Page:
The question this raises is obvious: does contentment mean anything if it’s chemically induced? “Strange New World” alters this slightly, moving from human happiness to human bigotry. It seems to be arguing that the answer in this case is ‘yes’, too. Racism brought on by a bad trip is still racism. After all, the fact that Trip is hallucinating alien lifeforms doesn’t really explain the ridiculousness of his conclusions about what’s “really” going on. He’s worried T’Pol plans to lure the entire crew into the caves and have them killed? All eighty or so of them? He’s afraid she hopes to lure them all down to the planet, leaving the ship completely abandoned, as successive away teams search for all the previous away teams who all went missing in the same cave? There is tripping, and there is tripping.
The Truth Is Not Really All That Out There
So what specifically is behind Trip’s meltdown? There are couple of potentially overlapping possible answers to this. The standard human mistrust of Vulcans is by far the most obvious, and therefore by far the least interesting. Let’s move onto something we can do more with. One possibility, given where the series ends up headed, is that Trip’s attraction for T’Pol is complicating his drug-addled thinking. “I’ll split you in two!” is ultimately pretty close to what various other men have been known shout at those they find attractive, often in similarly unpleasant and aggressive tones. You’d hope Trip wouldn’t yell that kind of thing at women when not horribly compromised by alien plant life – unless they ask him to, of course – but clearly there are men who do.
That’s a surface observation too, though. Perhaps a deeper thought is that Trip’s fantasy might well have grown out of Mayweather’s ghost story from earlier in the episode. The idea of an alien intelligence lurking nearby that unless stopped will destroy the ship certainly strongly echoes the campfire tale. And that’s a really nice touch, because it helps underline how problematic Travis’ tale would actually be in a post-first contact society. Within the Trek universe aliens aren’t a metaphor for the unknown anymore. They’re our stellar neighbours. That in turn means a story summed up as “a spooky alien did it!” isn’t an update of folk stories about the supernatural. What it is, is poorly-cloaked xenophobia.
This is, I think, a critical realisation. And by linking it to a situation in which T’Pol is almost killed because Trip’s so sure he must protect his ship from outsiders, the show implies there are certain kinds of science fiction stories that aren’t actually worth the telling. That’s an important stance, and one absolutely worth taking. It also fits in well with the general idea here that the galaxy is packed with wonder rather than horror.
And the episode isn’t done with this idea yet. The possibility that Mayweather’s anti-alien story may have helped kick all this off is only part of the problem with Trip’s narrative. The real issue is that having written a profoundly ugly story, Tucker insists he and everyone else has to inhabit it. It’s the only tale allowed. What this does, brilliantly, is force Archer into the role of editor, trying to help Trip rewrite his narrative into something less destructive. The thing is, though, there are only certain types of story note Trip is willing to accept. An attempt to rewrite the story to be about an entirely innocent Vulcan brought low by hallucinating humans is rejected out of hand. Tucker isn’t interested in that sort of tale. The story Tucker wants to hear has to involve conspiracy and deception. There must be wheels within wheels. There must be something growing in the shadows.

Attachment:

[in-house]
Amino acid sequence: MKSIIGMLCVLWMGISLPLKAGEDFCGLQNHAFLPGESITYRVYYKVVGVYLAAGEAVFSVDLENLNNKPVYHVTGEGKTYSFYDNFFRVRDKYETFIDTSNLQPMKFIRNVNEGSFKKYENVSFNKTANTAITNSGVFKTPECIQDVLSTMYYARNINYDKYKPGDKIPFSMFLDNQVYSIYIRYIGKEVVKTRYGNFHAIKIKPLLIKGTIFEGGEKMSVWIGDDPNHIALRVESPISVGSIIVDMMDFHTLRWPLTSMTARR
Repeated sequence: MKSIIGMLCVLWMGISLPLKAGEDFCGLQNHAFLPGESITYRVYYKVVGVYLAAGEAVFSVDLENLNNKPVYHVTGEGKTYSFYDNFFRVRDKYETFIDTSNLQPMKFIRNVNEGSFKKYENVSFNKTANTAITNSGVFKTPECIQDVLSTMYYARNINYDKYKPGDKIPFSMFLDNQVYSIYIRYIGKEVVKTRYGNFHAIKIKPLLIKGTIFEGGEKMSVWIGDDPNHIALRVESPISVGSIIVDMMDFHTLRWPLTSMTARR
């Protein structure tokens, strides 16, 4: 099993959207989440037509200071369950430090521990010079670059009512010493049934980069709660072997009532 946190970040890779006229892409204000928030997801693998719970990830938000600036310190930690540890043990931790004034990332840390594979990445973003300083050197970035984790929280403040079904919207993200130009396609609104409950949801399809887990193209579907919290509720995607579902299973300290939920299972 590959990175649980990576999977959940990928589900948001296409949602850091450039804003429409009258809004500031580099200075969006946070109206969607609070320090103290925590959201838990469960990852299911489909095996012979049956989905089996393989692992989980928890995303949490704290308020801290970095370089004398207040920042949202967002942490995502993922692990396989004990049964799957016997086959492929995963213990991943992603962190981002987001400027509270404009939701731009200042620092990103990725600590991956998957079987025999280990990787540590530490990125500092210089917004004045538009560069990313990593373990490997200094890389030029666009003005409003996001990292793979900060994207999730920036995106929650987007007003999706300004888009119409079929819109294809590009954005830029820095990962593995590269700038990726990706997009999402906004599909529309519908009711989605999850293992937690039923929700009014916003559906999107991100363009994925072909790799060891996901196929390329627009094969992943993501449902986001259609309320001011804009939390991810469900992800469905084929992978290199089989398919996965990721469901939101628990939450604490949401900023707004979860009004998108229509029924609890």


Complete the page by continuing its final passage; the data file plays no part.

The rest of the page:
But stories like this eventually become unsatisfying, even poisonous. A tale told this way becomes nothing more than a drip, feeding secrets into the bloodstream. There ends up no difference between experiencing the tale and reading a list of the fictional facts it revealed. Characters don’t grow, they just become informed, often whilst accusing each other of knowing more than they do, because that’s all that matters now.
In other words, you end up with the kind of endless digging for impenetrable lock-boxes filled with unpleasant secrets that ruined so much of TV sci-fi output between the arrival of Deep Space Nine and the end of Voyager. And Tucker’s obsessive need for that kind of story is likened to the juddering paranoia of a bad trip.
This episode of Enterprise aired on the 1st of October, 2001, just 640 days after we escaped the ’90s and its swirl of conspiracy theories and callous grimdark. That makes it no small thing that it suggests that a desire for nothing but darkness and secrecy is evidence there’s a problem with your worldview. Suspicion and secrecy had had their day. Wasn’t it time for something new? Wasn’t it time to clear the air?
In short, this strange new world is simply one in which optimism is given room to breathe. It would have been nice to spend more time there, really. But we know now that history would conspire to make sure we wouldn’t get to stay for long. 9/11 arrived fifteen days before “Broken Bow” did. The week this episode was broadcast was the same week Operation Enduring Freedom kicked off the invasion of Afghanistan. The hope that the 21st century could be a fresh start hit jagged rocks and sank fast.
Just for a little while, though, it appeared as though things might finally work out. It felt like we might be allowed to stand in a meadow, stare at the distant mountains, and think to ourselves: “Yeah. Yeah, this is going to be fine.”
1. A Man Alone
2. Strange New World
3. Where No Man Has Gone Before
4. One Of Our Planets Is Missing
5. Time And Again
6. Code Of Honor
Seasons 1 Orderings (so far)
1. Deep Space Nine
3. The Animated Series
=5. The Original Series
=5. The Next Generation
GS Blogger: Ric Crossman